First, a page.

Randomized Clinical Trial Open Access
Copyright ©The Author(s) 2015. Published by Baishideng Publishing Group Inc. All rights reserved.
World J Gastroenterol. May 21, 2015; 21(19): 5985-5994
Published online May 21, 2015. doi: 10.3748/wjg.v21.i19.5985
Effectiveness of probiotic therapy for the prevention of relapse in patients with inactive ulcerative colitis
Yasushi Yoshimatsu, Akihiro Yamada, Ryuichi Furukawa, Koji Sono, Aisaku Osamura, Kentaro Nakamura, Hiroshi Aoki, Yukiko Tsuda, Nobuo Hosoe, Nobuo Takada, Yasuo Suzuki
Yasushi Yoshimatsu, Akihiro Yamada, Ryuichi Furukawa, Koji Sono, Aisaku Osamura, Kentaro Nakamura, Hiroshi Aoki, Yukiko Tsuda, Nobuo Hosoe, Nobuo Takada, Yasuo Suzuki, Department of Internal Medicine, Faculty of Medicine, Toho University, Toho University Sakura Medical Center, Chiba 285-8741, Japan
Author contributions: Yoshimatsu Y and Suzuki Y contributed equally to this work; Yoshimatsu Y and Suzuki Y designed research; Yoshimatsu Y, Yamada A, Furukawa R, Sono K, Osamura A, Nakamura K, Aoki H, Tsuda Y, Hosoe N and Takada N performed research; Yoshimatsu Y and Suzuki Y contributed new reagents/analytic tools; Yoshimatsu Y and Suzuki Y analyzed data; and Yoshimatsu Y and Suzuki Y wrote the paper.
Ethics approval: The study was reviewed and approved by the ethical committee of Toho University Sakura Medical Center.
Informed consent: All study participants, or their legal guardian, provided informed written consent prior to study enrollment.
Conflict-of-interest: Yasushi Yoshimatsu has no conflict of interest.
Data sharing: No additional data are available.
Open-Access: This article is an open-access article which was selected by an in-house editor and fully peer-reviewed by external reviewers. It is distributed in accordance with the Creative Commons Attribution Non Commercial (CC BY-NC 4.0) license, which permits others to distribute, remix, adapt, build upon this work non-commercially, and license their derivative works on different terms, provided the original work is properly cited and the use is non-commercial. See: http://creativecommons.org/licenses/by-nc/4.0/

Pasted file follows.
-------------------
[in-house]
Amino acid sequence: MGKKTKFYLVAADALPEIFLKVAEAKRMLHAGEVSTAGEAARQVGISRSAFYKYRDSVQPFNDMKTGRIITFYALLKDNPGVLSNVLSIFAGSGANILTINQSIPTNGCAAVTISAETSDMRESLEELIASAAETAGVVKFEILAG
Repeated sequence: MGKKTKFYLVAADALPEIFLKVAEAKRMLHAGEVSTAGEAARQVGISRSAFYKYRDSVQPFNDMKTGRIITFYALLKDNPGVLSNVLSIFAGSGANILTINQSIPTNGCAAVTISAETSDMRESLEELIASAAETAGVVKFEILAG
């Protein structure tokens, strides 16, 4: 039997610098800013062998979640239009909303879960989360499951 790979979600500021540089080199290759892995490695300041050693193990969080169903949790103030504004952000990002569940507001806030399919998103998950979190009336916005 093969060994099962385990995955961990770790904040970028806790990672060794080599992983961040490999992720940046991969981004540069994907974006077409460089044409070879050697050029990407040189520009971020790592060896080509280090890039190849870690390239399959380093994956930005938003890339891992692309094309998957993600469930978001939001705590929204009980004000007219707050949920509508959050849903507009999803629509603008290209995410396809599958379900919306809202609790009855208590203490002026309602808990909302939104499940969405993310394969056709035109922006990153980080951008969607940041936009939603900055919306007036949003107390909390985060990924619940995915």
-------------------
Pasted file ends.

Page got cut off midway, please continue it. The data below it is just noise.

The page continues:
Correspondence to: Yasushi Yoshimatsu, Assistant Professor, Department of Internal Medicine, Faculty of Medicine, Toho University, Toho University Sakura Medical Center, 564-1, Shimoshizu, Sakura, Chiba 285-8741, Japan. 600184yy@sakura.med.toho-u.ac.jp
Telephone: +81-43-4628811 Fax: +81-43-4874246
Received: October 27, 2014
Peer-review started: October 28, 2014
First decision: November 14, 2014
Revised: December 15, 2014
Accepted: February 11, 2015
Article in press: February 11, 2015
Published online: May 21, 2015

Abstract

AIM: To evaluate the effectiveness of probiotic therapy for suppressing relapse in patients with inactive ulcerative colitis (UC).

METHODS: Bio-Three tablets, each containing 2 mg of lactomin (Streptococcus faecalis T-110), 10 mg of Clostridium butyricum TO-A, and 10 mg of Bacillus mesentericus TO-A, were used as probiotic therapy. Sixty outpatients with UC in remission were randomly assigned to receive 9 Bio-Three tablets/day (Bio-Three group) or 9 placebo tablets/day (placebo group) for 12 mo in addition to their ongoing medications. Clinical symptoms were evaluated monthly or on the exacerbation of symptoms or need for additional medication. Fecal samples were collected to analyze bacterial DNA at baseline and 3-mo intervals. Terminal restriction fragment length polymorphism and cluster analyses were done to examine bacterial components of the fecal microflora.